There is so much talk these days about the importance of body alignment, balance, and rotation, that sometimes we forget about some of the OTHER things that help us move through the water. The Pull, for instance and, specifically, the last part of the pull.
To catch my point, try picturing a log rolling in the water. Sure, it spins fast, but it doesn’t move FORWARD. Likewise, a perfectly aligned and balanced body, with great rotation, GOES NOWHERE unless the hand grabs hold of a good chunk of water and then DOES SOMETHING with it.
As you read and practice this drill, remember that it helps you focus on just ONE aspect of the whole stroke (and one aspect of the whole pull). It represents one part of an entire process, and it does this by exaggerating or highlighting that one part. By exaggerating one part of the stroke, you may minimize another part of the stroke (in this case, rotation), so just be aware of this up front as you practice. When you’re doing this drill, don’t worry about getting power from core-body rotation. Focus instead on getting power from the hand as it finishes each stroke. If you’ve been practicing our OTHER drills, you’ll already have a solid foundation of core-body rotation. It’s in there. Now you’re simply adding power with your hands by holding on to the water a little longer.
Extended Release is a drill you can do while you’re swimming. You don’t have to slow down or otherwise alter your stroke ; you just have to do one part of it a little differently and with more thought.
Why Do It:
By learning various ranges of release, you’ll develop a better understanding of how to hold on to the water, and become more productive with your swimming. Extended Release also helps you to ACCELERATE your hand speed as you go from the start to the finish of the pull.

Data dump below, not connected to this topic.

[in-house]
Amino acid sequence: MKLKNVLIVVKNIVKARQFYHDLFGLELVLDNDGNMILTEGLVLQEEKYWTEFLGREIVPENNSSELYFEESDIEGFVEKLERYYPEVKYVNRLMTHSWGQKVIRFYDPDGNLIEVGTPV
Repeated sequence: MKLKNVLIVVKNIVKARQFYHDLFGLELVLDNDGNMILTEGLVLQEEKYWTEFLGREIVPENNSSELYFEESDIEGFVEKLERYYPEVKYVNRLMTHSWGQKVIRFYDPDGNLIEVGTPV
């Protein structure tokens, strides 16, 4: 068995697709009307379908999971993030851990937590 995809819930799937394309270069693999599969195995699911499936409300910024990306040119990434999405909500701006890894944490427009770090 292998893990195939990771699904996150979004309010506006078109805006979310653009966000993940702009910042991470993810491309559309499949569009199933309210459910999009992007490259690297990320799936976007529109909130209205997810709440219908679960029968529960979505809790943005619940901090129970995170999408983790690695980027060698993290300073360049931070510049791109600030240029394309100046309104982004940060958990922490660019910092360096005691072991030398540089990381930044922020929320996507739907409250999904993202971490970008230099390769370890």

How To Do It:
1. While you’re swimming freestyle, maintain a long stroke out front, but focus on finishing your stroke PAST the suit.
2. PUSH all the way through to the end of the stroke. When you do this, your hand may "break out" of the surface, or "flip" upon exiting the water. This happens because your fast hand has been meeting increased resistance from the water. When the hand exits the water, the resistance disappears but the hand maintains its speed and flicks.
3. Focus your attention on a smooth elbow release directly forward. There may be a tendency to flip the hand across your back, rather than allowing it to be drawn forward by the elbow.
How To Do It Really Well (the Fine Points):
Try not to throw a lot of water out of the pool! The point of the drill is to push the hand back longer, harder, and faster IN THE WATER not to see how high you can flick your hand OUT OF THE WATER. The muscles to isolate on this drill are the triceps. Use them to push the water BACK, rather than OUT.